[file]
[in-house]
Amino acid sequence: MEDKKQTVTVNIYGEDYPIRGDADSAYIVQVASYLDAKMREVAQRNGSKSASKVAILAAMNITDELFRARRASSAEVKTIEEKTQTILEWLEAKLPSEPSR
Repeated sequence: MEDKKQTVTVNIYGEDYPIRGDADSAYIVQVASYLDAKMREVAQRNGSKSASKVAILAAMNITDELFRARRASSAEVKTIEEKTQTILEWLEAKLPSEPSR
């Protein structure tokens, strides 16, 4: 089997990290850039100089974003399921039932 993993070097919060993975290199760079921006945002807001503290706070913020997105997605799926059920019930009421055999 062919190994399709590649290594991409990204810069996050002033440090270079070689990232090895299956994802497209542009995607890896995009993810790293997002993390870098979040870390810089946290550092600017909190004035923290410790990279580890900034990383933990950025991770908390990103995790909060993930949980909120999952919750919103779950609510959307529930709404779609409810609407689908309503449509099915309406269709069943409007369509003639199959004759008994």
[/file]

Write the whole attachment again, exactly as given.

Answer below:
[in-house]
Amino acid sequence: MEDKKQTVTVNIYGEDYPIRGDADSAYIVQVASYLDAKMREVAQRNGSKSASKVAILAAMNITDELFRARRASSAEVKTIEEKTQTILEWLEAKLPSEPSR
Repeated sequence: MEDKKQTVTVNIYGEDYPIRGDADSAYIVQVASYLDAKMREVAQRNGSKSASKVAILAAMNITDELFRARRASSAEVKTIEEKTQTILEWLEAKLPSEPSR
């Protein structure tokens, strides 16, 4: 089997990290850039100089974003399921039932 993993070097919060993975290199760079921006945002807001503290706070913020997105997605799926059920019930009421055999 062919190994399709590649290594991409990204810069996050002033440090270079070689990232090895299956994802497209542009995607890896995009993810790293997002993390870098979040870390810089946290550092600017909190004035923290410790990279580890900034990383933990950025991770908390990103995790909060993930949980909120999952919750919103779950609510959307529930709404779609409810609407689908309503449509099915309406269709069943409007369509003639199959004759008994």